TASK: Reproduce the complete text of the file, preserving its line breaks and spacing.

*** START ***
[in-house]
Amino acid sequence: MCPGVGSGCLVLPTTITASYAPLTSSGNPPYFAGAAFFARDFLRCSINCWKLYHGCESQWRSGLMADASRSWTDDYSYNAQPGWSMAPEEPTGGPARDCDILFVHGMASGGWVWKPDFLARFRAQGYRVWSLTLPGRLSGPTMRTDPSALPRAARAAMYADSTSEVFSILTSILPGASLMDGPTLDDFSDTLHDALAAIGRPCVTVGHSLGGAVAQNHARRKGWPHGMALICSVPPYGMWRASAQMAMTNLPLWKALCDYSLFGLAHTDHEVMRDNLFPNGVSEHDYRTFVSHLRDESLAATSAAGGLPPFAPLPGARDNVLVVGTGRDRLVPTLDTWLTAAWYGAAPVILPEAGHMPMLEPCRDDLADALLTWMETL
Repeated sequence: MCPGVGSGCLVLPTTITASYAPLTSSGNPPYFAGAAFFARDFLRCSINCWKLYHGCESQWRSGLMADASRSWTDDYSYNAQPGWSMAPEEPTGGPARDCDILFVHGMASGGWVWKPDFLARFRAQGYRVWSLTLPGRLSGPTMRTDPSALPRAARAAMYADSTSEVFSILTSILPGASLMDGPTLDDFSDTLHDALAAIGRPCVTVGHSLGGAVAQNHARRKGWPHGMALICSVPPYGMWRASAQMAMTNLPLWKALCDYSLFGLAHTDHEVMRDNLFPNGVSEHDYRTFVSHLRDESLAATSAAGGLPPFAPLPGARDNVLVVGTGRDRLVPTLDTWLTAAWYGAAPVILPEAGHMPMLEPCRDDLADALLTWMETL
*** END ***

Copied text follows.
[in-house]
Amino acid sequence: MCPGVGSGCLVLPTTITASYAPLTSSGNPPYFAGAAFFARDFLRCSINCWKLYHGCESQWRSGLMADASRSWTDDYSYNAQPGWSMAPEEPTGGPARDCDILFVHGMASGGWVWKPDFLARFRAQGYRVWSLTLPGRLSGPTMRTDPSALPRAARAAMYADSTSEVFSILTSILPGASLMDGPTLDDFSDTLHDALAAIGRPCVTVGHSLGGAVAQNHARRKGWPHGMALICSVPPYGMWRASAQMAMTNLPLWKALCDYSLFGLAHTDHEVMRDNLFPNGVSEHDYRTFVSHLRDESLAATSAAGGLPPFAPLPGARDNVLVVGTGRDRLVPTLDTWLTAAWYGAAPVILPEAGHMPMLEPCRDDLADALLTWMETL
Repeated sequence: MCPGVGSGCLVLPTTITASYAPLTSSGNPPYFAGAAFFARDFLRCSINCWKLYHGCESQWRSGLMADASRSWTDDYSYNAQPGWSMAPEEPTGGPARDCDILFVHGMASGGWVWKPDFLARFRAQGYRVWSLTLPGRLSGPTMRTDPSALPRAARAAMYADSTSEVFSILTSILPGASLMDGPTLDDFSDTLHDALAAIGRPCVTVGHSLGGAVAQNHARRKGWPHGMALICSVPPYGMWRASAQMAMTNLPLWKALCDYSLFGLAHTDHEVMRDNLFPNGVSEHDYRTFVSHLRDESLAATSAAGGLPPFAPLPGARDNVLVVGTGRDRLVPTLDTWLTAAWYGAAPVILPEAGHMPMLEPCRDDLADALLTWMETL